I am sealed inside my home—a prisoner to the hazardous air that has choked Oregon for over a week. The state is on fire. Towns have burned. People have died. Men and women worked tirelessly around the clock, risking their lives to protect people’s homes, livelihoods and memories. But they are overwhelmed. There are too many fires and not enough people to put them out.
I am on my computer day and night monitoring air quality sites, waiting for the moment that I can open the windows and take my toddler outside for a breath of fresh air. The air is stale inside and we spend most of our time in the bedroom where it doesn’t feel as toxic. But we are the lucky ones. Our home isn’t in danger. We will not have to evacuate or lie awake tonight wondering if our house and our belongings have turned to ash. All we must do is wait this out. But waiting is hard.
My mind wanders. I worry about those affected by the fires and think about the beautiful places that will be black and charred for generations to come. I wonder what will be left of our state when the smoke clears. Trail running is not important now, but I can’t help but think about it. My mind drifts to the amazing races and trails inside the burn zone—routes and races I always told myself I should run, but never did. Ultras like the Silver Falls 50K, McKenzie River 50K, NUT races and many more. All in jeopardy of being gone forever. And that is just in Oregon. Dozens of major fires are raging throughout the West.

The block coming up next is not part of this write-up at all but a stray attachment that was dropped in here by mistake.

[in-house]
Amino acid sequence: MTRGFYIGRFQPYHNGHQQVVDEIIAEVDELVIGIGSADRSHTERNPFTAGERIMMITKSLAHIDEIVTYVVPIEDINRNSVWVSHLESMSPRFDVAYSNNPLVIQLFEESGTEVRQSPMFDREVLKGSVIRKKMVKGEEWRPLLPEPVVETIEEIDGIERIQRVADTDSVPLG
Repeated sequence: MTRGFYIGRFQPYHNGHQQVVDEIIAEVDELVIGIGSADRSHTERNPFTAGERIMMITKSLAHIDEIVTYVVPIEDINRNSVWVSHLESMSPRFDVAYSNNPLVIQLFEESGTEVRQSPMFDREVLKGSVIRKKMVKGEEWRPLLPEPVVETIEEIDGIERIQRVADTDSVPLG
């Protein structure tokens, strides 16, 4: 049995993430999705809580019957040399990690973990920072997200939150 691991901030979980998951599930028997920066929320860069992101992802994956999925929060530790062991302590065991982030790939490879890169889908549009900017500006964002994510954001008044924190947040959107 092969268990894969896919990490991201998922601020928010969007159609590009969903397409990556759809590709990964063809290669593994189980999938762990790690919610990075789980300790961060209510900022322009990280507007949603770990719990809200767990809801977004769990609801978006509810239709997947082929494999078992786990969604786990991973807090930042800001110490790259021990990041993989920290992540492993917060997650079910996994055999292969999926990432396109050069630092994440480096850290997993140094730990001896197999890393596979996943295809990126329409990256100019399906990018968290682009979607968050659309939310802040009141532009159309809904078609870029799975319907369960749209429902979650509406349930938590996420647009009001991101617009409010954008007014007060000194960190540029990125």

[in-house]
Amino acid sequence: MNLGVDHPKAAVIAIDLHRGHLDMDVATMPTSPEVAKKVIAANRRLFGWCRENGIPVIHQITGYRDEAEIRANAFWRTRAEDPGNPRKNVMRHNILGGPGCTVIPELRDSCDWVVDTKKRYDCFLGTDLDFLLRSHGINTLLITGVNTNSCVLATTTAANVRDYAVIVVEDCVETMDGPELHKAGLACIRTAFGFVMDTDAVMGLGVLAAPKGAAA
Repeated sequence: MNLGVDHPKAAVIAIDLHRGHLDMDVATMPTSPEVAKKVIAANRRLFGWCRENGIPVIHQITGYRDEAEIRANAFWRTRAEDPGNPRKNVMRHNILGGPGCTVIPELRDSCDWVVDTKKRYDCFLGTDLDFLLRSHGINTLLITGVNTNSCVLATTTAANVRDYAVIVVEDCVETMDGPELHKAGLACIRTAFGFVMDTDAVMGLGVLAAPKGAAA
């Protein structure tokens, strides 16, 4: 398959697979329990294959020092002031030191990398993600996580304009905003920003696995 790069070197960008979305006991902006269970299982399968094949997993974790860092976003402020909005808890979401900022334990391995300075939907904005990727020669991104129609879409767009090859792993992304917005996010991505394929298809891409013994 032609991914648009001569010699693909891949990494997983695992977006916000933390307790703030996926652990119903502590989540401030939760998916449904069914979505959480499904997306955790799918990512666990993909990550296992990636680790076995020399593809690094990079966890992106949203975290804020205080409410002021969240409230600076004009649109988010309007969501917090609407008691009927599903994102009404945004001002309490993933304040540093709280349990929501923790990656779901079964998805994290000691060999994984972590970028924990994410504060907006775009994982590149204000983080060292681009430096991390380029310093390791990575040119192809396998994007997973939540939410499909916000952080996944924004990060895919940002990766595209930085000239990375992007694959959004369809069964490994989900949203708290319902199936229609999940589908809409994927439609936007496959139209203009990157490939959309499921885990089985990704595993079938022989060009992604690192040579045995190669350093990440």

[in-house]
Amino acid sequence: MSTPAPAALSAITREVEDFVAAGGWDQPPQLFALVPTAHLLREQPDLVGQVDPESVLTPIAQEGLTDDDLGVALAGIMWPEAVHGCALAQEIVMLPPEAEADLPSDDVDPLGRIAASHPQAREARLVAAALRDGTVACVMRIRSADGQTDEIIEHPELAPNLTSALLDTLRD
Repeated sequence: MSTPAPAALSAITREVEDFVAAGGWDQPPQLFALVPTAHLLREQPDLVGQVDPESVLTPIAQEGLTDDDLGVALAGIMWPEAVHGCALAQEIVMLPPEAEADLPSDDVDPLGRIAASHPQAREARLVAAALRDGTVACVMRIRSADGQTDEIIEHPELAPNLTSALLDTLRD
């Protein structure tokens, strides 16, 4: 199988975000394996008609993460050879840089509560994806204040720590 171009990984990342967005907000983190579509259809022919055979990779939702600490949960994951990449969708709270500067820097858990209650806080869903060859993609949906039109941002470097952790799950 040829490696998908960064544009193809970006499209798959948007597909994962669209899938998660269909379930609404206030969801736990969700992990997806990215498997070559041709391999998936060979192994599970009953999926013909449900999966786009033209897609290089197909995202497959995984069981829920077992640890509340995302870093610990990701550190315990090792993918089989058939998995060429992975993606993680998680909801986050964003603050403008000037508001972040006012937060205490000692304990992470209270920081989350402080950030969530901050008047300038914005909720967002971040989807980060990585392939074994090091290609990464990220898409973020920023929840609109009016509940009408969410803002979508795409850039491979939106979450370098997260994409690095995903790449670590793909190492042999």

I see a post from my friends at Alpine Running about the Wild Outback 55K course in Paisley, Oregon. They share a before and after photo of the start and finish area. The before photo shows a lush green hillside. In the after, through the brown haze, you see smoke rising from a scorched earth. Over 50% of the course is said to be destroyed. I had heard that the Wild Outback was a challenging and fun race. Many of my friends ran it and raved about it. I should have run it. I should have done a lot of things.
This pandemic reminded me not to take anything for granted. These fires in Oregon, Washington and California will make sure I never forget. Each time I head north, south, east or west, there will be relics from a different time reminding me that nothing is constant. All we have is right now. The forests will come back. Homes will be rebuilt. Races will be rerun. But opportunities are lost forever if we fail to seize them.
I make a promise to myself—no more “I should haves.” No more over-analyzing things to create excuses and validations to justify them. This is a strategy for life more than it is for running. But it still applies to my favorite pastime. My list of excuses for not signing up for races has been long: “I’m not fit enough,” “The drive is too far,” “There are too many fast people in the race,” It’s too warm that time of year,” and the excuses go on.
But no more.
As I sort through photos of devastation, I also see images of heroes on the front lines, and volunteers and communities coming together to help each other out. We need more of this right now. Not just in Oregon, but everywhere. This year is a reminder that life is too short not to dive in headfirst after your goals. The water is deep enough, but we still need rain.